Tobacco Dust as a Contact Insecticide

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Abstract:

From the data secured during experimental work reported on the following pages, it is concluded that the finer grades of tobacco dust, containing 1 percent nicotine, are highly toxic to the spirea aphis (Myzus persica). Observations of the spirea plantings under treatment during the past two seasons also indicate that timely applications of fine tobacco dust would afford adequate protection. In comparison with superfine tobacco, dust mixtures containing free nicotine or nicotine sulfate were, on an average, somewhat more effective but the actual difference in toxicity was not marked.

As the tests were made in greenhouses it is not safe to conclude that finely powdered tobacco would prove equally effective against the same insect under normal field conditions. The insecticidal properties, however, are such as to suggest the desirability of more knowledge of the value and economy of the material in combating other noxious species.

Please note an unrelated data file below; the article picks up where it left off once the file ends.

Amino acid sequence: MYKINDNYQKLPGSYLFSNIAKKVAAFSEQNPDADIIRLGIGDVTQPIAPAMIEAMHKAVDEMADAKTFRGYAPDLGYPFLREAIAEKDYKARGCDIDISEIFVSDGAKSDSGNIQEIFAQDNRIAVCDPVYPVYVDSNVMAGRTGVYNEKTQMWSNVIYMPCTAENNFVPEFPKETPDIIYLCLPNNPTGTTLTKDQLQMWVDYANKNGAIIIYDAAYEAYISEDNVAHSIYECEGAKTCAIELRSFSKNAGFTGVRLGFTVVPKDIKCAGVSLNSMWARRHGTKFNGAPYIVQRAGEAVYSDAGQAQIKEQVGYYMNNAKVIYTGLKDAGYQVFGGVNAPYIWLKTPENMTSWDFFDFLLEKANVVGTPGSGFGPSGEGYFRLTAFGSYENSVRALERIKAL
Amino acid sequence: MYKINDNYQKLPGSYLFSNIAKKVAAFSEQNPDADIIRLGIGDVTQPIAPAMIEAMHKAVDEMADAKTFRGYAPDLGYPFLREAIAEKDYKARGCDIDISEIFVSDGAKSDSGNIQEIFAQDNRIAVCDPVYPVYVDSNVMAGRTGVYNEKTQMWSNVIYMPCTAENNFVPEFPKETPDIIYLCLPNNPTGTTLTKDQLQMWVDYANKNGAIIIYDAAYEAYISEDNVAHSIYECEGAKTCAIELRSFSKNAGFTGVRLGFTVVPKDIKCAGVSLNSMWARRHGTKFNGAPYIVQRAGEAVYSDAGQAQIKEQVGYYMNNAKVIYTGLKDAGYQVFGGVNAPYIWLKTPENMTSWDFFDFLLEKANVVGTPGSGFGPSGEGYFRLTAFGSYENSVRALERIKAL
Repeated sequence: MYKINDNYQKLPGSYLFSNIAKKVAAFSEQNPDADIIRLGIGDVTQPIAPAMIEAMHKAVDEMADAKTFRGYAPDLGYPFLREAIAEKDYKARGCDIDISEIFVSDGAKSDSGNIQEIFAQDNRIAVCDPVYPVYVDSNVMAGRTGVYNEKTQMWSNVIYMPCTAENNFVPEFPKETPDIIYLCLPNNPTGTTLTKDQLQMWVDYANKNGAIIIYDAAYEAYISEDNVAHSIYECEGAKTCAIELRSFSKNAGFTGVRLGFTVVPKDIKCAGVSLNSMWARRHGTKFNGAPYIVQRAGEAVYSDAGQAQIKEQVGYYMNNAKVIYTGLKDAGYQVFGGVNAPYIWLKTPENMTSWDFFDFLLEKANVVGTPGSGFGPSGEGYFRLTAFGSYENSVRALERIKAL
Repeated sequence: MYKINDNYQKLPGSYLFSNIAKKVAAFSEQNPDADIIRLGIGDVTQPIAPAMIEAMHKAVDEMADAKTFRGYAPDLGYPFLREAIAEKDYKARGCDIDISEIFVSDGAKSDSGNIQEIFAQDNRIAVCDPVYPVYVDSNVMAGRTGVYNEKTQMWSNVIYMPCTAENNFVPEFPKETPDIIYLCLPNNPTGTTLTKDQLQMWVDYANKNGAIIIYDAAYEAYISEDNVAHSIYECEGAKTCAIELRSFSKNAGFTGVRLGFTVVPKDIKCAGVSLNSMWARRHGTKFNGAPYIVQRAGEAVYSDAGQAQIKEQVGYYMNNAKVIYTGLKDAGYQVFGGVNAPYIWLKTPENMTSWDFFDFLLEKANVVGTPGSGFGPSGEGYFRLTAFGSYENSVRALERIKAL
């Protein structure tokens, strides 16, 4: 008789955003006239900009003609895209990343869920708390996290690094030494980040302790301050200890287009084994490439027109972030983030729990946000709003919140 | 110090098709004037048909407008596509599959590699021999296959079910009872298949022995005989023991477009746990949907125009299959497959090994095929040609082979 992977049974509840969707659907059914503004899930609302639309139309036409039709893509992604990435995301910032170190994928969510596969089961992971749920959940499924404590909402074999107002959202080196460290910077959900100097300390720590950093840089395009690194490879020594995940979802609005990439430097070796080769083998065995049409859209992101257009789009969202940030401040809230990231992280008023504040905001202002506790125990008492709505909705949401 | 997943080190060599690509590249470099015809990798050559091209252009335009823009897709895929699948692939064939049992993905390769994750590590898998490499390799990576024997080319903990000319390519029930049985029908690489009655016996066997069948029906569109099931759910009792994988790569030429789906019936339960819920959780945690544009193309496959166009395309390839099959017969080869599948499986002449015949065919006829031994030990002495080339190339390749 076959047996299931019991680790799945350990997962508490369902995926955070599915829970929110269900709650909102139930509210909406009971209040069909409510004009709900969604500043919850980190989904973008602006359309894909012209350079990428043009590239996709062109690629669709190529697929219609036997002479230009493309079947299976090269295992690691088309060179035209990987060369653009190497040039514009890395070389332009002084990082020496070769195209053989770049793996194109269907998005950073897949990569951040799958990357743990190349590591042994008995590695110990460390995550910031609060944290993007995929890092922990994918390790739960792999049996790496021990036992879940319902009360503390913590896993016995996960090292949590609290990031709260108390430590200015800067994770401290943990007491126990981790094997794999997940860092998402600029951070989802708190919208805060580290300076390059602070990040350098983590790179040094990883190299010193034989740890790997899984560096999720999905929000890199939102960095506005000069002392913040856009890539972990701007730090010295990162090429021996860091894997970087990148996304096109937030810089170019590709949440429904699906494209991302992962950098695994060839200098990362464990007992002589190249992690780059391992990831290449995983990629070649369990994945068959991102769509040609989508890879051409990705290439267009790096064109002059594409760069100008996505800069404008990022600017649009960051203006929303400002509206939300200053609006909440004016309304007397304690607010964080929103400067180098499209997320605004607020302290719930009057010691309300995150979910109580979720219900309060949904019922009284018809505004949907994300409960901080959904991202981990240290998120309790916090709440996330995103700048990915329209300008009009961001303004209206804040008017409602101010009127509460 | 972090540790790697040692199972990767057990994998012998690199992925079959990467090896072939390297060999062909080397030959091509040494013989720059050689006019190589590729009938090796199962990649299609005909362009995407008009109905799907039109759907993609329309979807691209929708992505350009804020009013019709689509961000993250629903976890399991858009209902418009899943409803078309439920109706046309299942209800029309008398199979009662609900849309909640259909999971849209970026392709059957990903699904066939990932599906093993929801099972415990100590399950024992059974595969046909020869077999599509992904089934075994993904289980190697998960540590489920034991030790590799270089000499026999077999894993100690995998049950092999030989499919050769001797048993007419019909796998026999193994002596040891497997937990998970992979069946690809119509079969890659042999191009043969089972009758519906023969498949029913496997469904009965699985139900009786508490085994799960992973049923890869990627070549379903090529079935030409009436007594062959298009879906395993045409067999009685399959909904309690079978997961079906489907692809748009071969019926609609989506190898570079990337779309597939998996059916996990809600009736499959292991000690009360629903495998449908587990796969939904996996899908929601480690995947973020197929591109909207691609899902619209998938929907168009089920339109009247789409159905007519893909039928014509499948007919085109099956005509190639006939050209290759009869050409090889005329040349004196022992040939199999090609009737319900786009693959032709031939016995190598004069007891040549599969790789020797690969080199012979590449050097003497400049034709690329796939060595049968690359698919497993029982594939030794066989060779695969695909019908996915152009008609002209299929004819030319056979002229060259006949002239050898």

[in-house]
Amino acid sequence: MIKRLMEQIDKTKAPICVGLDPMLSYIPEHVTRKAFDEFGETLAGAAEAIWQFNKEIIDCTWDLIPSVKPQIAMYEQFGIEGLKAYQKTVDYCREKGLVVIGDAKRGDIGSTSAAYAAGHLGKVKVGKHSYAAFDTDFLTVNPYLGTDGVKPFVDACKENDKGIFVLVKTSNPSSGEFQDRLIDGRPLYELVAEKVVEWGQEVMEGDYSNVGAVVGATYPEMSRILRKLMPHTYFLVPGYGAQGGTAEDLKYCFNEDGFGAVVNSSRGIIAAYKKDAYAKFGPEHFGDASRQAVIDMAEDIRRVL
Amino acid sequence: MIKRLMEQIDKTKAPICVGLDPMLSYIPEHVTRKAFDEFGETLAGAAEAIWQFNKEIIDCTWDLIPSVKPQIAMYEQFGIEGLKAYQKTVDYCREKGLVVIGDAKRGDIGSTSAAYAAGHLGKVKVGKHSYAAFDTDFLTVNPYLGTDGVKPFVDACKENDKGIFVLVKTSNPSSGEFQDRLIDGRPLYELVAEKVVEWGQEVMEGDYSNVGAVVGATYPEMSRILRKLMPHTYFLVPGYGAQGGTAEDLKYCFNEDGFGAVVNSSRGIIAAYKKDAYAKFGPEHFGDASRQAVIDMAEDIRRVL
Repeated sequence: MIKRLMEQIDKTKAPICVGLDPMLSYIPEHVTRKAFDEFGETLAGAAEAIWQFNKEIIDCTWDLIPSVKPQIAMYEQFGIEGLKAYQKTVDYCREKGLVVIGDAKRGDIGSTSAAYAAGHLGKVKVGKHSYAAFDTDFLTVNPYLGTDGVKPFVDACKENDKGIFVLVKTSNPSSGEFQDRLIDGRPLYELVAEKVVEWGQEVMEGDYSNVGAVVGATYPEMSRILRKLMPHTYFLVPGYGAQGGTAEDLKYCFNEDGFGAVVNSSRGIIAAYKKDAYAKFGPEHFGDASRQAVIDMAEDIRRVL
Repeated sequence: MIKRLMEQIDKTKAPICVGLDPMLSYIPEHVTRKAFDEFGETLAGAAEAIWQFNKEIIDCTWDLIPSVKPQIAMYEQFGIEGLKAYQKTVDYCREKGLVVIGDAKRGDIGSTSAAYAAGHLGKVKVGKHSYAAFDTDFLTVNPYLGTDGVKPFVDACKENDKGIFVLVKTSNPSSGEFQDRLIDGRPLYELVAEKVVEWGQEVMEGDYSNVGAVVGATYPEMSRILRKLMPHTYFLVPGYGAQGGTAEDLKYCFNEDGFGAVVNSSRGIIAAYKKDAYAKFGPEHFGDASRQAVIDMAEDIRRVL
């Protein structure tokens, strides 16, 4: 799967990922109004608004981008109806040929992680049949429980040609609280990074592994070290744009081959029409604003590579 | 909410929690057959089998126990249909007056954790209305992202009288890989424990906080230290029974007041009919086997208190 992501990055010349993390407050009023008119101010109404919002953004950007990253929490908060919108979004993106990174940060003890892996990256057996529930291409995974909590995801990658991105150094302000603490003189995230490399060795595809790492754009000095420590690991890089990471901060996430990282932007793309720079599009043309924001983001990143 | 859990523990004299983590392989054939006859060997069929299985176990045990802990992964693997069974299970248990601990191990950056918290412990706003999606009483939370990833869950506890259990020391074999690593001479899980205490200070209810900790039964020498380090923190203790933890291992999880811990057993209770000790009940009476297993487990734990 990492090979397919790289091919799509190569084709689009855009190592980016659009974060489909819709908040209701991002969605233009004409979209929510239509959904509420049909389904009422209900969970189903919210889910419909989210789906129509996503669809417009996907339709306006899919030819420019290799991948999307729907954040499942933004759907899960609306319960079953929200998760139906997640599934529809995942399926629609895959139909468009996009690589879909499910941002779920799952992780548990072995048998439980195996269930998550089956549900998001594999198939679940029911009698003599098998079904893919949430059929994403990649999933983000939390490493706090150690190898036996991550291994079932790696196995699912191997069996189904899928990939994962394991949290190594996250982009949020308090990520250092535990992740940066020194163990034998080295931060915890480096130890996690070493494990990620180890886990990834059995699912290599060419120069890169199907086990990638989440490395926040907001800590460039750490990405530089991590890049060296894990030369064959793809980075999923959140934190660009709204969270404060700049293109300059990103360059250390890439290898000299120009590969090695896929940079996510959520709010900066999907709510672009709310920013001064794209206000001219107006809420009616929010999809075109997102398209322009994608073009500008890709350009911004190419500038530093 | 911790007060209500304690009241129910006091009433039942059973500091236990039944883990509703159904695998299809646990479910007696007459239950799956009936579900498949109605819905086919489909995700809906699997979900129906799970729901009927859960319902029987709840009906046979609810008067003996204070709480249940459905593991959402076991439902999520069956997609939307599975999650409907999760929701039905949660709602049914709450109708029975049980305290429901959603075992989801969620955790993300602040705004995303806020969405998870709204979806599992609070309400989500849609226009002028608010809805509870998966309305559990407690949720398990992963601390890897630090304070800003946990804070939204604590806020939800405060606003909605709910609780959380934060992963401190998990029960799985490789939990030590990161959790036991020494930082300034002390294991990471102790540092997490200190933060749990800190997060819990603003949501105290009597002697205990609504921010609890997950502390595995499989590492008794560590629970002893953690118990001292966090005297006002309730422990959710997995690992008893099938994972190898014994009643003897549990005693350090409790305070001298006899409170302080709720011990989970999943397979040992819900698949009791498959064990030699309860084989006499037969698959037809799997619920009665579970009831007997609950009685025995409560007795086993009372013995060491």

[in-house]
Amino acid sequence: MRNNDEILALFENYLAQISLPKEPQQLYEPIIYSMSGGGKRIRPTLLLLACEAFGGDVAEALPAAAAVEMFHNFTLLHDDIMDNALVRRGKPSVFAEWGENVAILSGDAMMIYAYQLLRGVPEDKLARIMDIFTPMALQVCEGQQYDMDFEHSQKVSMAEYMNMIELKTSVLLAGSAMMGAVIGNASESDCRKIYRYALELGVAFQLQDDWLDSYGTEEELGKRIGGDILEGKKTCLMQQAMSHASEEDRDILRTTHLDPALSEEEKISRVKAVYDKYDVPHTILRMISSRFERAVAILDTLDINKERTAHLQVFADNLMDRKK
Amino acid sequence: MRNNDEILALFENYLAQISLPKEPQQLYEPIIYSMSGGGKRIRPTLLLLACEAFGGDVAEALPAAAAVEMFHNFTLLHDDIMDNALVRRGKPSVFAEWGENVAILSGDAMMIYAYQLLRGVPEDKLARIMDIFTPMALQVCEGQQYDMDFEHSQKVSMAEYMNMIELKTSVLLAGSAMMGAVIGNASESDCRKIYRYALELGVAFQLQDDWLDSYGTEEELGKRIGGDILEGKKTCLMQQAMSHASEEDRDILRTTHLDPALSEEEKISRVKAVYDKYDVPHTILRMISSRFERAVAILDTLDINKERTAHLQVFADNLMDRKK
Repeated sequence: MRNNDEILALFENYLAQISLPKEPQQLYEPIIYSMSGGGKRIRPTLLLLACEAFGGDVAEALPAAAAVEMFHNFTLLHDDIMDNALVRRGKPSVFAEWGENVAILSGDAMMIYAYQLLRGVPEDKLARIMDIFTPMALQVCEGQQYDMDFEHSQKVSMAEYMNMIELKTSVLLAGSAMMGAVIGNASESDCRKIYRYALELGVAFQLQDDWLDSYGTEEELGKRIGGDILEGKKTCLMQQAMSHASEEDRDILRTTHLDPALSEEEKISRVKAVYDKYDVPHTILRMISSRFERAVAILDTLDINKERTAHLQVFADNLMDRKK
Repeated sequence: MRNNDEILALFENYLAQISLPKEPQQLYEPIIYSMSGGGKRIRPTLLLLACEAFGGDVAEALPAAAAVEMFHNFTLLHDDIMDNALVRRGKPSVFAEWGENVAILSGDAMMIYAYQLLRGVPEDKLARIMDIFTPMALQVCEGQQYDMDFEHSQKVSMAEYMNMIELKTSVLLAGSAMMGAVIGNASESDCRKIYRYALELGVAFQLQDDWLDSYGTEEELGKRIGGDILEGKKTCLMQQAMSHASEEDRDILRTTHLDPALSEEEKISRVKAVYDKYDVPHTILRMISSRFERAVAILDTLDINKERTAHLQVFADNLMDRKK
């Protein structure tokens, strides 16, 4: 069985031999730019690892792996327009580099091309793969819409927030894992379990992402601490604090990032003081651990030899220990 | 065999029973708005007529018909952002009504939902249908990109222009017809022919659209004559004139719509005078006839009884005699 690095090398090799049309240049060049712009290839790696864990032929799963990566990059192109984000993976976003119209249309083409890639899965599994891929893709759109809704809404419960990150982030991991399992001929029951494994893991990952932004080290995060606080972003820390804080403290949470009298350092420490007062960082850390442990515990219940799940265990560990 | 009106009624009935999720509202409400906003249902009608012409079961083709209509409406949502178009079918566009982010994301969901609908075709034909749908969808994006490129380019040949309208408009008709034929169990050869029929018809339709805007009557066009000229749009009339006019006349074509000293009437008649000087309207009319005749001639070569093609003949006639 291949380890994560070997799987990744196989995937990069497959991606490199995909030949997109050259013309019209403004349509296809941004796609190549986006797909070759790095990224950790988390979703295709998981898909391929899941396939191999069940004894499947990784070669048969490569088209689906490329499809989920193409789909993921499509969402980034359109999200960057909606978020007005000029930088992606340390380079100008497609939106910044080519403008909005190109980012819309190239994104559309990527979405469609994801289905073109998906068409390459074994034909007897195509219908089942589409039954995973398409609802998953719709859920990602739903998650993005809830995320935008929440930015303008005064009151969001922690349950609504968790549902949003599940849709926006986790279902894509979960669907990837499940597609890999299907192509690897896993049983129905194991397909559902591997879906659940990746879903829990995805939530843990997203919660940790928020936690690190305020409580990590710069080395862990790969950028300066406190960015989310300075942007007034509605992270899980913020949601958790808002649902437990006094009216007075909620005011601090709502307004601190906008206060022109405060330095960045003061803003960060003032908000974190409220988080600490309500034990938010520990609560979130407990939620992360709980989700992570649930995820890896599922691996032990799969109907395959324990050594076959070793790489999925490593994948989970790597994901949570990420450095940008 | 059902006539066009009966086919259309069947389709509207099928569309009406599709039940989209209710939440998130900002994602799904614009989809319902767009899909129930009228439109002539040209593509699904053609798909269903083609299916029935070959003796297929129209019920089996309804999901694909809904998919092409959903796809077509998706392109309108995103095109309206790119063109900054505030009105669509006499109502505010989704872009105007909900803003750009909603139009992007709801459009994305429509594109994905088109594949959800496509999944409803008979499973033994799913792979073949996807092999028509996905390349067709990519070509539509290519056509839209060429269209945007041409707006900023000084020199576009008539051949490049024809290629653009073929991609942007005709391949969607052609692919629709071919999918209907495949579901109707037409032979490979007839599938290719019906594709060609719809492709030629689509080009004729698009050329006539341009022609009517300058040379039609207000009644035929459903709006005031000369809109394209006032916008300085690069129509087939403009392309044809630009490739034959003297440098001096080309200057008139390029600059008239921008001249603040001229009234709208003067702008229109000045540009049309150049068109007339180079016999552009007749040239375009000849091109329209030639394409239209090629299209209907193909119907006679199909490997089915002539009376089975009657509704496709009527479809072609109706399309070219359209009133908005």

In conclusion it should be noted that commercial grades of tobacco show a lack of standardization since they vary greatly in nicotine content and physical properties. Considering the nicotine content of tobacco dust and commercial brands of tobacco extracts in relation to prices, powdered tobacco is apparently more expensive than the commercial solutions.

Document Type: Research Article

Publication date: October 1, 1923

More about this publication?
  • Journal of Economic Entomology is published bimonthly in February, April, June, August, October, and December. The journal publishes articles on the economic significance of insects and is divided into the following sections: apiculture & social insects; arthropods in relation to plant disease; forum; insecticide resistance and resistance management; ecotoxicology; biological and microbial control; ecology and behavior; sampling and biostatistics; household and structural insects; medical entomology; molecular entomology; veterinary entomology; forest entomology; horticultural entomology; field and forage crops, and small grains; stored-product; commodity treatment and quarantine entomology; and plant resistance. In addition to research papers, Journal of Economic Entomology publishes Letters to the Editor, interpretive articles in a Forum section, Short Communications, Rapid Communications, and Book Reviews.
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